On "Yesod, The Darkside of The Moon", after another futuristic opening, comes a heavy and chugging opening riff. Heftel & Koblak continue their dueling heavy attack on guitar. Then Browning begins to show his stuff throughout the musical break, before the song's pacing picks back up. The riff is a hybrid of classic Slayer mixed with old school death metal in its tone, and I LOVE it so much. It has moments of slow headbang along with the riff, while also adding double bass, pit-starting guitar sections. The pit will go insane during the closing three quarters mark guitar solos and almost d-beat style drumming. "Hod, The Stellar Light" features the chimes elements in the intro section with warping effects behind it from Holdren. Into a percussion heavy drum fill by Browning, before the rest of the band joins in. The opening evil laugh is a great touch as it segues into the verses section. Browning's playing is all over the kit throughout the vocal performance and the riff delivery. With Heftel & Koblak delivering a heavy and fast-paced riff, while Tucker & Browning are a strong rhythm section. Holdren Holdren even stops the track with a short interlude of ambience, before the song comes bursting through the wall back to its speed and ferocity. A pummeling and diverse track in its arrangement. "Netzach, The Fire of Victory" goes for the gusto again with the driving double bass into blast beats, along with the wailing and dueling guitar solos. With ear-piercing strings, the song picks up the pacing and driving force of the band with the matching guitars and drums just going full progressive metal in its pacing and playing. Relentless and unique track. The album's closer "Outro" features a combination of ambience, harsh winds and chimes as keyboards begin to rise from the depths of the mix in full force. Bouncing from side to side in each speaker, as booming percussion comes roaring in. On top of spooky and ominous wailing & humming-like vocals. Double bass from Browning comes in, adding more bass and power to the already driving percussion in the song. The song mutates to an epic grand close of Browning's pounding drums and Holdren's keyboards, wrapping up the album in an intergalactic heavy bow.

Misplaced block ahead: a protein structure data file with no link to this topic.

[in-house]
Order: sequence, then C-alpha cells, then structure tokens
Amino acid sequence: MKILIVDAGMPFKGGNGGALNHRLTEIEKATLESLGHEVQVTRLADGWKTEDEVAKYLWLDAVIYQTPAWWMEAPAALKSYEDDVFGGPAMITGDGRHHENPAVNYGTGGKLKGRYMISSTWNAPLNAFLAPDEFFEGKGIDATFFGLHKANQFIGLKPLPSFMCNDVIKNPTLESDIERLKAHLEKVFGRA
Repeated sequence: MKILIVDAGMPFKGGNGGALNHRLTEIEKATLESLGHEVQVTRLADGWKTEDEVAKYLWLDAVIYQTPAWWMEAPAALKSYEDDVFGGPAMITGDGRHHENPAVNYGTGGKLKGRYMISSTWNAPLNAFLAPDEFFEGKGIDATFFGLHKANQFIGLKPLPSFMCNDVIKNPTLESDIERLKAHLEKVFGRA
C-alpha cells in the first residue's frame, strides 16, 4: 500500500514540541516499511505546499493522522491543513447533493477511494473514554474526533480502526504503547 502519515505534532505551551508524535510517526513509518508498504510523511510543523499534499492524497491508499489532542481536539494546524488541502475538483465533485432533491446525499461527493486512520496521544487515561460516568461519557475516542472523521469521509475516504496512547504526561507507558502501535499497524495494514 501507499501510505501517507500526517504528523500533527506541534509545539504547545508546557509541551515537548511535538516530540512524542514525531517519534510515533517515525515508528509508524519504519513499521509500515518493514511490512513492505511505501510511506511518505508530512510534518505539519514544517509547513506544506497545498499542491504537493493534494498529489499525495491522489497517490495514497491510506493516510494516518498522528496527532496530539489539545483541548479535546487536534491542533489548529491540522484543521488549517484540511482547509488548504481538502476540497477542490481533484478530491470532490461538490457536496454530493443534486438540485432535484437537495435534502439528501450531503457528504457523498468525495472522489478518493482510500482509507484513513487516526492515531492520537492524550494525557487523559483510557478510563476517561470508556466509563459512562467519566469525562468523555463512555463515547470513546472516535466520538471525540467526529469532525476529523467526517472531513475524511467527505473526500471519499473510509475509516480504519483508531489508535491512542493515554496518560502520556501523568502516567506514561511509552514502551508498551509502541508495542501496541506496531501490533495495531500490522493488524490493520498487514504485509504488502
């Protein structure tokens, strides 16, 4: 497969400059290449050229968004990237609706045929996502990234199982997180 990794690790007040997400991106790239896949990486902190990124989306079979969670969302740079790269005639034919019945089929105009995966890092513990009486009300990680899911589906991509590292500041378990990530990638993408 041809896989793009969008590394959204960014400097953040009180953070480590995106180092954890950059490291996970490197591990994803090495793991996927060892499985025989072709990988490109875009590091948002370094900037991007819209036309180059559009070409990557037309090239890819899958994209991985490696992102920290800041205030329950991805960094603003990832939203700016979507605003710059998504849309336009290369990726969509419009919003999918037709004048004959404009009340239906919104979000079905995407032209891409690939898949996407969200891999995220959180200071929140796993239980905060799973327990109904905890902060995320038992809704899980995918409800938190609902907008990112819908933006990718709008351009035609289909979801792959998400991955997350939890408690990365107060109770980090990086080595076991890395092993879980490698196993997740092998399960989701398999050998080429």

With Unicursal, Nocturnus AD tell a deeply complex story lyrically amongst the blasting drums, fast-paced guitars and well-placed synths. The band delivers a cohesive and progressive death metal beast of a record that is out of this world. Browning's goal for the project to push what death metal can do with its sound is truly showcased on this record. Adding ambient interludes in the song's intros really do give a feeling of storytelling and pacing. Giving time for the listener to recover from the progressive and heavy elements the band delivers on the record. This is a heavy record and a sign Nocturnus AD is a band that is here to stay and has one hell of a story to tell.

SCORE: 9 / 10

1) Intro

2) The Ascension Throne of Osiris

3) CephaloGod

4) Mesolithic

5) Organism 46B

6) Mission Malkuth

7) Yesod, The Darkside of The Moon

8) Hod, The Stellar Light

9) Netzach, The Fire of Victory

10) Outro

FFO: Blood Incantation, Disaffected, Cynic